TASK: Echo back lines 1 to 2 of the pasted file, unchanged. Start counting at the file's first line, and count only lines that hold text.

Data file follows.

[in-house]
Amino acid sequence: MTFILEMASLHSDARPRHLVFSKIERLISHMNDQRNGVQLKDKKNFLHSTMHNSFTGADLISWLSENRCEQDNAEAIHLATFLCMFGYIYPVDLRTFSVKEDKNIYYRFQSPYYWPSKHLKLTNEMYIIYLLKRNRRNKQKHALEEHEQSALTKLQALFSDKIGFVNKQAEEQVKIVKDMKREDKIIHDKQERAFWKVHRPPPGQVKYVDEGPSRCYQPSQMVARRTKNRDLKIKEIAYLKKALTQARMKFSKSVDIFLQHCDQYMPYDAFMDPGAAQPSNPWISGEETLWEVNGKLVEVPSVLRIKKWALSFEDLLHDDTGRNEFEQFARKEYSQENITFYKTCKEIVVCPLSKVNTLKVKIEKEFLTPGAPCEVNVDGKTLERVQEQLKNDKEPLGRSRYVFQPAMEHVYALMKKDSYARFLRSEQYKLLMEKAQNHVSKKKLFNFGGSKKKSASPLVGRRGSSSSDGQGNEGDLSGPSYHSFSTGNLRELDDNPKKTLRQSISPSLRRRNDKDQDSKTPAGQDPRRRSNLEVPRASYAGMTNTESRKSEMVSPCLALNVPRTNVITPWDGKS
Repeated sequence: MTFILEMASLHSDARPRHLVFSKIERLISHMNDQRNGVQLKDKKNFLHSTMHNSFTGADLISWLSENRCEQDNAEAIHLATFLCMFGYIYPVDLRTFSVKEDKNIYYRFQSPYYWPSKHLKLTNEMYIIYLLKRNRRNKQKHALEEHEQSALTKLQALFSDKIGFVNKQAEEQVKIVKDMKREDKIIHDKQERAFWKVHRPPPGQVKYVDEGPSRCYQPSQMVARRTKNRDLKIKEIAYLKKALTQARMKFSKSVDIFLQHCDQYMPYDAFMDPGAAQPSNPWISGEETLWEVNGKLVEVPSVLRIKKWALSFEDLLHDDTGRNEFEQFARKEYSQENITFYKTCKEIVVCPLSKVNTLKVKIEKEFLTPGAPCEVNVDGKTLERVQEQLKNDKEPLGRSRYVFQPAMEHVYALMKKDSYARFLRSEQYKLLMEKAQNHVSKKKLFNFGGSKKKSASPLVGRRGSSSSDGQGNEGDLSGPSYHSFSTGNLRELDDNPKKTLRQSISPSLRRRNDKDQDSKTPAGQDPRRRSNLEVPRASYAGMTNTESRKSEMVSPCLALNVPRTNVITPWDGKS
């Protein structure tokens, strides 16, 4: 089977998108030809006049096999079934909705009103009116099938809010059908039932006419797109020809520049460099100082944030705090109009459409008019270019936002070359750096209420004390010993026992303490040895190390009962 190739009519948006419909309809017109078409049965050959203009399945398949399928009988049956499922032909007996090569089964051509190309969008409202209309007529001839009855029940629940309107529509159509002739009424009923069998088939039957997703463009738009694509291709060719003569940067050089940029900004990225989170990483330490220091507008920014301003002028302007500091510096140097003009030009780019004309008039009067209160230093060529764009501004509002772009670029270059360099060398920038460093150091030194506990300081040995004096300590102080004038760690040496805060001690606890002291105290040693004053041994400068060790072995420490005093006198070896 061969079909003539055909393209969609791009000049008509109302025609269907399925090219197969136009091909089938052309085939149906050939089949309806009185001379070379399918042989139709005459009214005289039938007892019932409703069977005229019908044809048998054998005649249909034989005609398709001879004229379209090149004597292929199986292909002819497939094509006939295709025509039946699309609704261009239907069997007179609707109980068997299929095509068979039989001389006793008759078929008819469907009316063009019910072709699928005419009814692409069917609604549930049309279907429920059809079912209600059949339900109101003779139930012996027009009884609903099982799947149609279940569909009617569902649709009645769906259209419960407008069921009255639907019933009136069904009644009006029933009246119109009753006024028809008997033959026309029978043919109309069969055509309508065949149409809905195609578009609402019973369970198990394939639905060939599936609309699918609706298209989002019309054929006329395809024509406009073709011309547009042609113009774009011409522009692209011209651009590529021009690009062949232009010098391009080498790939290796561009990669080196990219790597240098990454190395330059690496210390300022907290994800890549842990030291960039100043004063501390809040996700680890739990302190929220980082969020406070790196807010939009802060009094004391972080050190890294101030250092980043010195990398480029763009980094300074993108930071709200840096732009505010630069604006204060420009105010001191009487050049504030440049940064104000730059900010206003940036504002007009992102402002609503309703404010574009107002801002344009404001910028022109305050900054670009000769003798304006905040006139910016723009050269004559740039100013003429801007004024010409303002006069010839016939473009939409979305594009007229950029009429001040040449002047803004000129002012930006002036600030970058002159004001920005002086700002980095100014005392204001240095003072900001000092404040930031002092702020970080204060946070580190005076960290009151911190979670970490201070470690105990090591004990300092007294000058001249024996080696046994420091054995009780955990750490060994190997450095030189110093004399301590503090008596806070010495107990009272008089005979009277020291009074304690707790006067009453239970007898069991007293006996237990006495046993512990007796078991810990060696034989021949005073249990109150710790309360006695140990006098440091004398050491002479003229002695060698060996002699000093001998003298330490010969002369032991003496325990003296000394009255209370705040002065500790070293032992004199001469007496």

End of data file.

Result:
[in-house]
Amino acid sequence: MTFILEMASLHSDARPRHLVFSKIERLISHMNDQRNGVQLKDKKNFLHSTMHNSFTGADLISWLSENRCEQDNAEAIHLATFLCMFGYIYPVDLRTFSVKEDKNIYYRFQSPYYWPSKHLKLTNEMYIIYLLKRNRRNKQKHALEEHEQSALTKLQALFSDKIGFVNKQAEEQVKIVKDMKREDKIIHDKQERAFWKVHRPPPGQVKYVDEGPSRCYQPSQMVARRTKNRDLKIKEIAYLKKALTQARMKFSKSVDIFLQHCDQYMPYDAFMDPGAAQPSNPWISGEETLWEVNGKLVEVPSVLRIKKWALSFEDLLHDDTGRNEFEQFARKEYSQENITFYKTCKEIVVCPLSKVNTLKVKIEKEFLTPGAPCEVNVDGKTLERVQEQLKNDKEPLGRSRYVFQPAMEHVYALMKKDSYARFLRSEQYKLLMEKAQNHVSKKKLFNFGGSKKKSASPLVGRRGSSSSDGQGNEGDLSGPSYHSFSTGNLRELDDNPKKTLRQSISPSLRRRNDKDQDSKTPAGQDPRRRSNLEVPRASYAGMTNTESRKSEMVSPCLALNVPRTNVITPWDGKS